Today I officially relaunched my business, Designlab, formerly known as Tweek. I have finally put Tweek to rest, and after 3 years of dormancy I have decided to relaunch but as a new brand, a specialized brand, Designlab. I removed web design from my portfolio amongst other things, mainly so I can spend all of my time focusing on what’s important: Your Brand.
Some background: I ran Tweek for 2 years fulltime, but lost focus and felt the need to step back into the job market, and now after 3 years of building experience, skill and knowledge of the trade, working with major brands like Sportsmans Warehouse, Wellness Warehouse, Ackermans, First Ascent and more, I am ready to jump right back in and help Small Businesses establish a brand that depicts everything they stand for. I am beyond excited!
Before this big change to my brand (So much so that I even changed the name) I asked myself: When do you know it is time to rebrand? When has a brand run its course and when does it need updating?
I did some research and found a couple of important reasons a business might need to rebrand and I want to share this with you today.
Companies should rebrand to give new life to outdated branding.
It’s possible that your Comic Sans font or 1990’s colour palette is dragging your brand down and making your business look outdated. What are you going to do? The answer is rebrand, something even the most successful businesses do, look at Woolworths, Edgars, Pic ‘n Pay, and even Airbnb:
Smart companies rebrand because they know that good design can make or break a business, because they know they’ve outgrown their original mission. Maybe your business started off selling vellies, but now you want to add leather handbags. If your branding revolves around vellies, customers won’t know that they can look to you for handbags, too.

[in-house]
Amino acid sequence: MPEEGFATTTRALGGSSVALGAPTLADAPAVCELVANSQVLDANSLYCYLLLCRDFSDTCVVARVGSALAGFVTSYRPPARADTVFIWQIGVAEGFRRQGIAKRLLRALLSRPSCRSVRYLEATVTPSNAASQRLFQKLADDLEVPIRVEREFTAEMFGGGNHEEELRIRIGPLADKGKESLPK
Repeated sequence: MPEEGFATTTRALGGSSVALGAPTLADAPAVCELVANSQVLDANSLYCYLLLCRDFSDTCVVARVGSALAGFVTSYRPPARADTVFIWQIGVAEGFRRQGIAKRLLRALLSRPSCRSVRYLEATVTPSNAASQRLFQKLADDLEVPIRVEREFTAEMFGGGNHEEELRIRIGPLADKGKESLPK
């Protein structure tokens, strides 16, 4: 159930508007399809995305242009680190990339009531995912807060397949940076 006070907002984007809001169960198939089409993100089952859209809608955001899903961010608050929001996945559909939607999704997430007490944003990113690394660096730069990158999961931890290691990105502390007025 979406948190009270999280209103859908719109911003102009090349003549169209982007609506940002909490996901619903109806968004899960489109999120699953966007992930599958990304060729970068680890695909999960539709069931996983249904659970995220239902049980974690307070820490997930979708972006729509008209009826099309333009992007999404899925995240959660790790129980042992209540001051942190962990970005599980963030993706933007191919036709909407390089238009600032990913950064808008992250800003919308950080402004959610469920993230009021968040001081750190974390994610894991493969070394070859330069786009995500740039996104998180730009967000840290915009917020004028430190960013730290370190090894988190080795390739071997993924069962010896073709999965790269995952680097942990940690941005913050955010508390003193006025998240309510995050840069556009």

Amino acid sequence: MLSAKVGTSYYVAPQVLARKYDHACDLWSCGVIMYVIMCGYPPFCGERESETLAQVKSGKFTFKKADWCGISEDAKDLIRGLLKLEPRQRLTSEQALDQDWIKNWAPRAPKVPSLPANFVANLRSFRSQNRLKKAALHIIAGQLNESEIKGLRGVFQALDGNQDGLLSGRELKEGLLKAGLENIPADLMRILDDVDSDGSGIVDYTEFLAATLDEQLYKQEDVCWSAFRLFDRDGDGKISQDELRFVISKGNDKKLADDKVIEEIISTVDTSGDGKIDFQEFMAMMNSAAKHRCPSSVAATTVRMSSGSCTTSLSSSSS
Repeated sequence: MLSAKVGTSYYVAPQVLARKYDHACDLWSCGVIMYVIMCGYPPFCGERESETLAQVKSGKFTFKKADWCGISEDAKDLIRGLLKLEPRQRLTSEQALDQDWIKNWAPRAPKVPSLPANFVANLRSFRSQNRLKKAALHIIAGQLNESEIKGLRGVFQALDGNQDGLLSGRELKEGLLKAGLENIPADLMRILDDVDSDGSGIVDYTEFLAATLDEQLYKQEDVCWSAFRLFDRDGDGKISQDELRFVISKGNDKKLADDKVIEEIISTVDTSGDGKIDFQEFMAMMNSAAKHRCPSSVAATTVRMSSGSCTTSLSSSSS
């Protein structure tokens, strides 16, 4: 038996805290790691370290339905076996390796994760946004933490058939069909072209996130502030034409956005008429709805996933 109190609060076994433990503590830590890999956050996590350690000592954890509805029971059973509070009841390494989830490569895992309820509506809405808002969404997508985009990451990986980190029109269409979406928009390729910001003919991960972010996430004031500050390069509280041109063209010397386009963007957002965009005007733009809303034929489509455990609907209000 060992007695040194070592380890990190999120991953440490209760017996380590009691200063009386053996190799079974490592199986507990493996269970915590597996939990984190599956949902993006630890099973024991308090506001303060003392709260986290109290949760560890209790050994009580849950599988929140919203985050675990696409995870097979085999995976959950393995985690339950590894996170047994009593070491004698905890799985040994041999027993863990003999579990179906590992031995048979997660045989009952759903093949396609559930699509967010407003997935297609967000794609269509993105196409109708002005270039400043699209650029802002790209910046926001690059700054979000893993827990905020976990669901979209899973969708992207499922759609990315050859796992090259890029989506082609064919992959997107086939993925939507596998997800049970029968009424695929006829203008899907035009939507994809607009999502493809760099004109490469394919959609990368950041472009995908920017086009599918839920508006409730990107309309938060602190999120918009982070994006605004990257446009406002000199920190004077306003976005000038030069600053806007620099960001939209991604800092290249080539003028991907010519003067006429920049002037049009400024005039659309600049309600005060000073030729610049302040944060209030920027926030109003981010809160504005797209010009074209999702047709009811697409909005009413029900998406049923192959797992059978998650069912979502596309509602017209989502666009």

It all comes down to asking yourself: To rebrand or not to rebrand.
Companies should rebrand when their business evolves
Sometimes, a business gets the opportunity to expand or target a new market. When that happens, it’s important to ensure that your new customers and prospects can connect with your brand.
Think of the old McDonalds vs. the new. In the past it was extremely child-orientated, with big play areas, bright colours, a clown and a lot of toys. But since other companies like Mr D and UberEats launched they slowly rebranded to target a slightly older market, like Millennials and Gen Z.
Companies should rebrand to outgrow their poor reputation.
Uber’s recent brand overhaul was necessary to break ties with its bad reputation and visibly demonstrate a commitment to a new, improved culture. If your business is struggling to overcome a negative reputation, a rebrand can help consumers see you in a fresh new light.
Your company’s own brand is the sum total of the experiences your customers and prospects have with your company. A good brand communicates what your company does and how it does it. A good brand also establishes trust and credibility with your customers and potential customers. And because a brand evolves over time, many companies, including some of the most successful ones, rebrand.